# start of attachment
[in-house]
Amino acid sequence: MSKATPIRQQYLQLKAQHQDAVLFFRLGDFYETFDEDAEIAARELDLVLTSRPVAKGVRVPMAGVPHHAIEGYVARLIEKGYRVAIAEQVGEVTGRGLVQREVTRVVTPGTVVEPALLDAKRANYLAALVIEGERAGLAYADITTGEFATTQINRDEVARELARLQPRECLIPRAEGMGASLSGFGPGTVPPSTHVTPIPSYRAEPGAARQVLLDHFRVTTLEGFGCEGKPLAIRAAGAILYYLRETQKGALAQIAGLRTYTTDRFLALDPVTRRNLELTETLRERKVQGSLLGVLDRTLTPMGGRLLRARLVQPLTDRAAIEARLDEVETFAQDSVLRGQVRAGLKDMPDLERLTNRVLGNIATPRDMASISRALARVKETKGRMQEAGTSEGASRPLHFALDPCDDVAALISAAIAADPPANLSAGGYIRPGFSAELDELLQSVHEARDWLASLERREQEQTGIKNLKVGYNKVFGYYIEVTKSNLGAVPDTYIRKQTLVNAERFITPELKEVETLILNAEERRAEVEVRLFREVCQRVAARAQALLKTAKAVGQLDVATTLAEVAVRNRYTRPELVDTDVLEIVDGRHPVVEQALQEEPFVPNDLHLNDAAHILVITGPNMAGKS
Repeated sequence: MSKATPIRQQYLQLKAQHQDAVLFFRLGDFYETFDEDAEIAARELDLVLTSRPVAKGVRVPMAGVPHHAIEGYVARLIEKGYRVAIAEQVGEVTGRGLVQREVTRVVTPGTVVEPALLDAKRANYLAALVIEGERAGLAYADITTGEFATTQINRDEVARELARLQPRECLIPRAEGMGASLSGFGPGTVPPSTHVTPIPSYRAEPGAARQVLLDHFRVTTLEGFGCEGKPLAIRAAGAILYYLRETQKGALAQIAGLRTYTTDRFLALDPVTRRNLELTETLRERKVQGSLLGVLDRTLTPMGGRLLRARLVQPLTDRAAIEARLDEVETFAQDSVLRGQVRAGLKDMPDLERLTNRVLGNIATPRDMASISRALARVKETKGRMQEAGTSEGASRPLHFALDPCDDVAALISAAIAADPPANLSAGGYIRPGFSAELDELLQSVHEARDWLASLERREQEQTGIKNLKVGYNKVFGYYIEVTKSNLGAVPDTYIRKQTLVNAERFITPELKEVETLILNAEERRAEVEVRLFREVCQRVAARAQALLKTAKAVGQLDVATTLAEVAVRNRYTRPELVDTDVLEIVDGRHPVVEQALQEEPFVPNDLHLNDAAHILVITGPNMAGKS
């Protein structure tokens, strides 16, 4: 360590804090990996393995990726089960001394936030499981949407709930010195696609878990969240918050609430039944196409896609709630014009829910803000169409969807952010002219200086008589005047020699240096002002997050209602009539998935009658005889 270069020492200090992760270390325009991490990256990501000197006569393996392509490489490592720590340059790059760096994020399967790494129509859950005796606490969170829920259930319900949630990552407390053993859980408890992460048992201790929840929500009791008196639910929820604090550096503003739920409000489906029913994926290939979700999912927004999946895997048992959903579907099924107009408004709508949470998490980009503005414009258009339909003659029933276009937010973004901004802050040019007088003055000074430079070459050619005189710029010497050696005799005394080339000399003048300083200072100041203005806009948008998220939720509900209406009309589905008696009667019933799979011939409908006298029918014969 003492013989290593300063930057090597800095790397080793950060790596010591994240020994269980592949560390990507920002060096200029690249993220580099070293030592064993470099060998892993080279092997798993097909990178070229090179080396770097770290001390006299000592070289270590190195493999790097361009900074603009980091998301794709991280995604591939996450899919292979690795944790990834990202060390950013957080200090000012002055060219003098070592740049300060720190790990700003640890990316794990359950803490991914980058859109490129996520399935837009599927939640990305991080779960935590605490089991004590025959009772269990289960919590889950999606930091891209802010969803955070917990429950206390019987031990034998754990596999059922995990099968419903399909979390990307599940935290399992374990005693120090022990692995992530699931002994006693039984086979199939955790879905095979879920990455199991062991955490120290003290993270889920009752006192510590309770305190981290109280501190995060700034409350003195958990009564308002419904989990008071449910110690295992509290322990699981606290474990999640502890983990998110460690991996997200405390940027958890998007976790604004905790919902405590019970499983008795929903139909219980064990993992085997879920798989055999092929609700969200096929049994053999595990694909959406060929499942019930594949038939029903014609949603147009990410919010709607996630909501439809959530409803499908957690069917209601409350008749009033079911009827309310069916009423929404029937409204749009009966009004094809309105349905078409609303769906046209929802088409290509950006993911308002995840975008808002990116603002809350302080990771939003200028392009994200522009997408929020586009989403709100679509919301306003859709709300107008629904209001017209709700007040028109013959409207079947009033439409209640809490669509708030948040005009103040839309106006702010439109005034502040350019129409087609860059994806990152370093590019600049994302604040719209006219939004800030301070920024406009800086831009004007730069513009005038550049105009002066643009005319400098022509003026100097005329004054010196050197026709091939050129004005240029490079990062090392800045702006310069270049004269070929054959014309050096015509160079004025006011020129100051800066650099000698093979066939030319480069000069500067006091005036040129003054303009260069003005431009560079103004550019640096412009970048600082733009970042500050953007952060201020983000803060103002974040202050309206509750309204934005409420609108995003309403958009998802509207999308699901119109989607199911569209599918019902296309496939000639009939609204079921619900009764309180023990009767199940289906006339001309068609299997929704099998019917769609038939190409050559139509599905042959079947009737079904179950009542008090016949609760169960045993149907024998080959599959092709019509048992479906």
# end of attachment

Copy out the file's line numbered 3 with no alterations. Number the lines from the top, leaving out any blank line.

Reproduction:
Repeated sequence: MSKATPIRQQYLQLKAQHQDAVLFFRLGDFYETFDEDAEIAARELDLVLTSRPVAKGVRVPMAGVPHHAIEGYVARLIEKGYRVAIAEQVGEVTGRGLVQREVTRVVTPGTVVEPALLDAKRANYLAALVIEGERAGLAYADITTGEFATTQINRDEVARELARLQPRECLIPRAEGMGASLSGFGPGTVPPSTHVTPIPSYRAEPGAARQVLLDHFRVTTLEGFGCEGKPLAIRAAGAILYYLRETQKGALAQIAGLRTYTTDRFLALDPVTRRNLELTETLRERKVQGSLLGVLDRTLTPMGGRLLRARLVQPLTDRAAIEARLDEVETFAQDSVLRGQVRAGLKDMPDLERLTNRVLGNIATPRDMASISRALARVKETKGRMQEAGTSEGASRPLHFALDPCDDVAALISAAIAADPPANLSAGGYIRPGFSAELDELLQSVHEARDWLASLERREQEQTGIKNLKVGYNKVFGYYIEVTKSNLGAVPDTYIRKQTLVNAERFITPELKEVETLILNAEERRAEVEVRLFREVCQRVAARAQALLKTAKAVGQLDVATTLAEVAVRNRYTRPELVDTDVLEIVDGRHPVVEQALQEEPFVPNDLHLNDAAHILVITGPNMAGKS